Their performance in the Community Shield was concerning but in Sarri Chelsea have a manager determined to exert influence.

Eden Hazard will be crucial and how Kepa copes with a £72million price-tag remains to be seen. It would be quite the spectacle if Sarri's high-energy, attacking philosophy comes through.

Will anyone miss these two?

(Watford v Brighton, 3pm Saturday)

It might sound harsh but these are two sides tipped to be fighting relegation and the honest question is whether many tears would be shed should they slip away?

Chris Hughton has worked magnificently to gain promotion then survival, instilling a belief, unity, and clear idea into his team. But it is difficult to get excited at the prospect of watching them play.

Watford know what they are about too – high turnover to forge creative tension – but that makes it tough for neutrals to find association, to latch onto an identity.

Which Portuguese pretender will become the real thing?

(Wolves v Everton, 5.30pm Saturday)

This is a game that really whets the appetite. Molineux under the floodlights, back in the Premier League for the first time in six years.

Wolves were superb in winning the Championship and Nuno Santo showed his braveness for dropping down a tier was matched by his intellect as a coach.

Marco Silva has started well but faded at both Hull and Watford, now he has been backed at Everton can he see the job through to fulfilment? These are two young, impressive Iberian managers – but who will come out on top?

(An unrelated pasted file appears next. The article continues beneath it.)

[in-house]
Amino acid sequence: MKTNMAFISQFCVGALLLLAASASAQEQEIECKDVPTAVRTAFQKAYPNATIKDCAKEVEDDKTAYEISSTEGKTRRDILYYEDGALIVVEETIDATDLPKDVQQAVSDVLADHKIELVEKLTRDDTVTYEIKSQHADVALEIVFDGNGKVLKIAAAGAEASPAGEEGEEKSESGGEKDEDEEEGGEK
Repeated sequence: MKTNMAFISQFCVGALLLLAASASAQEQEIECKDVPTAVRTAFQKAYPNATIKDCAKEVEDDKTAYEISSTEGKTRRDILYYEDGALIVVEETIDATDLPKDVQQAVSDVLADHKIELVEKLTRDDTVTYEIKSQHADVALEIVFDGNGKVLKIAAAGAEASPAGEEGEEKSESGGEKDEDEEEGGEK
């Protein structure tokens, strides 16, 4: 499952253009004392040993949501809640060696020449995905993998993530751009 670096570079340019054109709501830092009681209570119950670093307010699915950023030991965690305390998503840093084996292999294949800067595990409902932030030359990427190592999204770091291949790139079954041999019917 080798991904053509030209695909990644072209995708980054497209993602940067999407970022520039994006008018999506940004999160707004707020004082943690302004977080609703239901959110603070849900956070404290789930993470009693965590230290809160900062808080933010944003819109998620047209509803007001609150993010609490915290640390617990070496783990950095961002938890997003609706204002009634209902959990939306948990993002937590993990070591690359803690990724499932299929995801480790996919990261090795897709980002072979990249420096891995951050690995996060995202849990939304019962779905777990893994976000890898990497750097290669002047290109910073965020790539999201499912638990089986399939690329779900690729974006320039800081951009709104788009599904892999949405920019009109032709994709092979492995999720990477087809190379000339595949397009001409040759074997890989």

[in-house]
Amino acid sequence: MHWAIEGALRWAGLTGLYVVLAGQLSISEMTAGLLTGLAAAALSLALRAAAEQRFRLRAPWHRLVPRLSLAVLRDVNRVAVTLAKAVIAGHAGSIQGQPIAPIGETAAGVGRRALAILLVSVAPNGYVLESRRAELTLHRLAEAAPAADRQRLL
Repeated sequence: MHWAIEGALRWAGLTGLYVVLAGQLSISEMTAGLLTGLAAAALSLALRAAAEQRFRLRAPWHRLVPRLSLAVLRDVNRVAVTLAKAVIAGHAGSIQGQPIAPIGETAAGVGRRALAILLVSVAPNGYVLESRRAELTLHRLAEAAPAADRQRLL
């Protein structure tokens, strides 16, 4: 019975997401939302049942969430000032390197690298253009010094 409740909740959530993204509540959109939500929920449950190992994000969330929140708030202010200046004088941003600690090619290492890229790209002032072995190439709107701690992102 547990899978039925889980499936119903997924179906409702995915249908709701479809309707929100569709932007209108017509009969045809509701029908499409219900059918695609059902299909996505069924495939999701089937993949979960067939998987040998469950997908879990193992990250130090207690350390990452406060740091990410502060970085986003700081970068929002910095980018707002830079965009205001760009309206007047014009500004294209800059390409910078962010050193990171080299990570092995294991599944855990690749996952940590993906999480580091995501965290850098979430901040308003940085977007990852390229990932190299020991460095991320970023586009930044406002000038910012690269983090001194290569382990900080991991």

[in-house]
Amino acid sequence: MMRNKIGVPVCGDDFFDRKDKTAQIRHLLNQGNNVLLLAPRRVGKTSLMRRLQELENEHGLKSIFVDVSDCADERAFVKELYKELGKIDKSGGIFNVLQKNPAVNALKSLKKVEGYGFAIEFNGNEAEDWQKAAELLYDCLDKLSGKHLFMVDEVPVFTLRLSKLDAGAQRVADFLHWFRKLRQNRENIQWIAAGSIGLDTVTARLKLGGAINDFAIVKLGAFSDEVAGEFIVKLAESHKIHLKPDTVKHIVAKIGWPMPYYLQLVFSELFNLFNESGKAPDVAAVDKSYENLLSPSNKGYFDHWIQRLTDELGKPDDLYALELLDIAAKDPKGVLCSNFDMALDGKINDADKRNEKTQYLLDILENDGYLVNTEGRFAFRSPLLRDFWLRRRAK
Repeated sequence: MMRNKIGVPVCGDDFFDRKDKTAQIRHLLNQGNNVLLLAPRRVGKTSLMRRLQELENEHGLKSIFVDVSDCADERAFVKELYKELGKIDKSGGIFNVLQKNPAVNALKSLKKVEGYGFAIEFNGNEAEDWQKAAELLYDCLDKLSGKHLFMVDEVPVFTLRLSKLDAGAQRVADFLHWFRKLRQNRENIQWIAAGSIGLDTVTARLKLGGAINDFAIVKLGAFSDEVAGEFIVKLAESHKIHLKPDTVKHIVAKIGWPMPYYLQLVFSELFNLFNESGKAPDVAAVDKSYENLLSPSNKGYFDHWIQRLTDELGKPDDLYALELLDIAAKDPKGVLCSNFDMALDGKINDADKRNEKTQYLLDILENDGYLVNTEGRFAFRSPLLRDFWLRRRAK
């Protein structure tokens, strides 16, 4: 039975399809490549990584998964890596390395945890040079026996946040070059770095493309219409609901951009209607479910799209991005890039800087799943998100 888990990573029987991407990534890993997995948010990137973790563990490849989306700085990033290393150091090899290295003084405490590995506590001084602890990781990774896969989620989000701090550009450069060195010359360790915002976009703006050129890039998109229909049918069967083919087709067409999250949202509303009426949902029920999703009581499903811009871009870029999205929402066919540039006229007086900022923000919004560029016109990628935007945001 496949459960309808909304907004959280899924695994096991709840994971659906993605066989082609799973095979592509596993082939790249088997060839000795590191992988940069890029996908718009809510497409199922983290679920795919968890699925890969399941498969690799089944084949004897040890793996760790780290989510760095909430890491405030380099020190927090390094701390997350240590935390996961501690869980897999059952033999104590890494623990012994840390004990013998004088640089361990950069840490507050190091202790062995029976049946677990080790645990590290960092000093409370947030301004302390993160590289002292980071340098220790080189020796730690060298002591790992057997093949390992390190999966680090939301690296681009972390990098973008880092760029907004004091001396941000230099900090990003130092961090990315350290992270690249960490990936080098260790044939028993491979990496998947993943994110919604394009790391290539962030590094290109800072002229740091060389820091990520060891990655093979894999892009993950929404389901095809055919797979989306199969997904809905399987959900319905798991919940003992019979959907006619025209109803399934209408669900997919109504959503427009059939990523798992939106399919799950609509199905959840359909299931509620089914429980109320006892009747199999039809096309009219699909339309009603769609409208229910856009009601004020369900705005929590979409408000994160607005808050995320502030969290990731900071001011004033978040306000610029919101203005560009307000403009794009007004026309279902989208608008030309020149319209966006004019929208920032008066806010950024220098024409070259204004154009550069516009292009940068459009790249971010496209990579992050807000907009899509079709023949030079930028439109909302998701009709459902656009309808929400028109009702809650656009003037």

Can Liverpool genuinely challenge for the title?

(Liverpool v West Ham, 1.30pm Sunday)

To most people's minds, Jurgen Klopp's side represent the biggest threat to Manchester City's dominance of England. Their approach last season was thrilling and only undermined in the league by a European campaign that fell at the final hurdle.

Liverpool worked quickly in the transfer market – finally acting on the perennial goalkeeper problem – and Klopp was walking around pre-season games with the largest grin.

Dismissing Manuel Pellegrini's West Ham – who have strengthened well – would be a real sign of intent.

Can Danny Ings finally fire in the Premier League?

(Southampton v Burnley, 1.30pm Sunday)

One of the latest moves on deadline day, Ings left Liverpool in a deal that could be worth £20m in the end.

The 26-year-old suffered horribly from bad injuries at Anfield so was never able to realise his full potential but always kept positive and should he find his shooting boots regularly will lift Saints well away from the strife encountered last season.

Sean Dyche has a European campaign to juggle – coming back for this game from Turkey – and has the different challenge of matching raised expectations.

Will anyone recognise Arsenal's dugout?

(Arsenal v Manchester City, 4pm Sunday)

For the first time in 22 years, Arsene Wenger will be absent from Arsenal's home bench. Unai Emery steps into the Frenchman's unzippable overcoat and also into a baptism of fire.

Facing Pep Guardiola's record-breakers is some introduction to English football, let alone a club so familiar for so long with one man.

Emery must do things his own way, raising Arsenal above the passive mediocrity it had become under Wenger – and if he wins this one the fans will sing his name from the off.